Podcast 22: Launching a Learning Portal – With DirectEmployers Association

Talented Learning

If you don’t fully understand your audience’s learning needs, preferences and behaviors, your program is at risk. I’m sure most of your listeners are familiar with the ADDIE instructional systems design model. WELCOME TO EPISODE 22 OF THE TALENTED LEARNING SHOW!

Portal 105

Why Is Learning Evaluation So Hard?


This is usually because a training program has been limited to a topic and some loose learning outcomes, but there’s no defined business goal. Up Next: ADDIE Instructional Design Model. I regularly speak with organizations about measuring the effectiveness of training.

Free L&D webinars for January 2019

Limestone Learning

Are you in 2019 mode yet? Thursday, January 3, 2019 11AM – 12PM PT: Improving Your Practice of Accountability (Free for ATD members) Accountability is a concept that’s relevant for all human relationships, including our relationships with ourselves.

Weaving Design Thinking Into Project Work

Innovative Learning Group

This summer, Spine Crackers , the Innovative Learning Group (ILG) book club, decided to read the TD at Work publication, “ Design Thinking Meets ADDIE ,” by Kathy Glynn and Debra Tolsma. We challenged each other to think differently about how we could refresh programs we had created for a mass roll out to be sustainable for the future of onboarding.


How to Design Effective Training for Learning Evaluation & Analytics


Inspired by our annual Measuring the Business Impact of Learning survey, this blog series is aimed at instructional designers, their managers, and anyone else interested in designing a learning program, experience, or resource that’s easy to measure and evaluate.

What is Microlearning and How Does it Drive Employee Engagement?

Obsidian Learning

ADDIE is a tried-and-true learning model, so a device along the lines of this ADDIE infographic can help get me unstuck. Now, there is a lot of information out there about ADDIE – books, research papers, entire websites.


Instructional Design Model


Below are the four widely used instructional design models to keep you going in your learning program. The ADDIE Instructional Design Model. The ADDIE model is one of the first instructional design models.

Instructional Design Skills

Experiencing eLearning

Don Clark’s classic site has a great introduction to Instructional Systems Design (ISD) and ADDIE, the most common instructional design model. Online Courses and Graduate Programs. edX offers an instructional design “micromasters” program.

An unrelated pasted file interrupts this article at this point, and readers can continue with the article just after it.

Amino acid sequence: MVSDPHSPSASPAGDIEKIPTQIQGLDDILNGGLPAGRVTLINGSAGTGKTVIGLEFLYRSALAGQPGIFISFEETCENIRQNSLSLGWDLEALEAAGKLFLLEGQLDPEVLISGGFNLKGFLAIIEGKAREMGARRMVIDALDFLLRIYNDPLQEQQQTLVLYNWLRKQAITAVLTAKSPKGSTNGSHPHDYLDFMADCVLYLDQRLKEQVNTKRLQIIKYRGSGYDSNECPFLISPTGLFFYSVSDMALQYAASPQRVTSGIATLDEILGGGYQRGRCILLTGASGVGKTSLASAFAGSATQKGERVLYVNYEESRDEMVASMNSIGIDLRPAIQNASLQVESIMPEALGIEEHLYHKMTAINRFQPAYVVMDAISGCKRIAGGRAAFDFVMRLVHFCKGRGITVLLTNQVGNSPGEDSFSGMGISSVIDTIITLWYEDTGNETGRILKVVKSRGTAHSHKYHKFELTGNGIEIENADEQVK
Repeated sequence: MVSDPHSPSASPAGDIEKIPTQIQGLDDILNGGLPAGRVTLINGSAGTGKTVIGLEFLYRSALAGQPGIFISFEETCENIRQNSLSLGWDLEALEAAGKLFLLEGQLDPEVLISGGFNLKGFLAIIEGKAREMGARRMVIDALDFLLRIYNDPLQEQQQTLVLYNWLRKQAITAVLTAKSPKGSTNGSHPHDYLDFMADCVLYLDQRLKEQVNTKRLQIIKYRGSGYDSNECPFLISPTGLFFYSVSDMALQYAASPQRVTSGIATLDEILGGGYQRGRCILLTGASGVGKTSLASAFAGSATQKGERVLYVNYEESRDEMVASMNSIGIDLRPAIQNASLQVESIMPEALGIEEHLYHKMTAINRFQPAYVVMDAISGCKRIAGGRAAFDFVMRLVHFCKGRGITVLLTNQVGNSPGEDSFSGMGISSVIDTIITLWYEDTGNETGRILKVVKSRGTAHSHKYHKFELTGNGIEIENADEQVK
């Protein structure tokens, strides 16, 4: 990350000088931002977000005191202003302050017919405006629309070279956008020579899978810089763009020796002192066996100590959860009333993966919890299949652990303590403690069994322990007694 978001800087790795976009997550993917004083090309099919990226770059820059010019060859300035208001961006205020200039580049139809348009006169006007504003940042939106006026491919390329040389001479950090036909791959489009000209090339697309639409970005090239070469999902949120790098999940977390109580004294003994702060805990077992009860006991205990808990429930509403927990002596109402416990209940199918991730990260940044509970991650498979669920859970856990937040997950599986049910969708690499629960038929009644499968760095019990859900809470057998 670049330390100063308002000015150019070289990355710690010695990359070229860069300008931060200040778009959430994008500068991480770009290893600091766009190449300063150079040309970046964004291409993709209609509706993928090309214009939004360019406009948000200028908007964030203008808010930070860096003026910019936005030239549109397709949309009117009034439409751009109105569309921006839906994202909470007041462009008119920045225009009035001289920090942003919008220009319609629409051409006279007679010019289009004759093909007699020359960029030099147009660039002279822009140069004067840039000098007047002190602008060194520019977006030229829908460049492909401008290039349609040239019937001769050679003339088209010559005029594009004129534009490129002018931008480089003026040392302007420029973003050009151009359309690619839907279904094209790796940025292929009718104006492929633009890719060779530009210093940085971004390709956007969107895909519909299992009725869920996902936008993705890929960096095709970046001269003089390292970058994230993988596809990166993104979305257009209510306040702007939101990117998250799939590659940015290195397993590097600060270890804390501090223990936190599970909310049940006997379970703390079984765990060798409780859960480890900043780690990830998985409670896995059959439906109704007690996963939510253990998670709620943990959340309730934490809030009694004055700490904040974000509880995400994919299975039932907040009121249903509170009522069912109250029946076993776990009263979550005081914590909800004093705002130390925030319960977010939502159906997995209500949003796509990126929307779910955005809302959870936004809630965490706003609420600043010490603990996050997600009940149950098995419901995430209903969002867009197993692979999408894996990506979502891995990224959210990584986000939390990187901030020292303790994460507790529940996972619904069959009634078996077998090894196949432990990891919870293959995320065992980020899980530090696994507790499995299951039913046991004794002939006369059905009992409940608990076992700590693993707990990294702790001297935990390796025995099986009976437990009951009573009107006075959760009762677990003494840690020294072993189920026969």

eLearning Engagement: A Formula for Success


When it comes to delivering great training programs learner engagement doesn’t happen by chance. With regular communication, you can weave training programs into your company’s culture. Providing clear and concise information on training programs and the LMS helps.

Ep10: Socializing your learning design to support global audiences


Tracy and his team support over 2,000 specialist sales staff in locations all over the world, with sales training programs to drive performance improvements. We’ve rolled the program out in Korea, China, Singapore, Taiwan, Malaysia. What does a comprehensive training program look like?

Tips for Small L&D Departments: An Interview with Emily Wood

Convergence Training

I’m not married to any one philosophy, I typically run waterfall ( ADDIE ) on my really simple stuff, because I can just run it through and get it done and it gets approved. Learning and development professionals, including elearning developers, have to wear many hats.

Elearning innovation: examples, tips and technology


How do they measure the impact and ROI of learning programs? Or, a modern alternative to the ADDIE framework with tips, checklists, templates and guides each step of the way. Inspiration can be hard to find. It can be even harder to be continuously innovative.

Help! My boss wants a mobile learning solution.


Here's a typical conversation in the day of a learning designer: Boss: "So we need to implement an onboarding program for new staff. So is it realistic to try and follow a step-by-step development process for your training program, or is that completely impractical in the real world?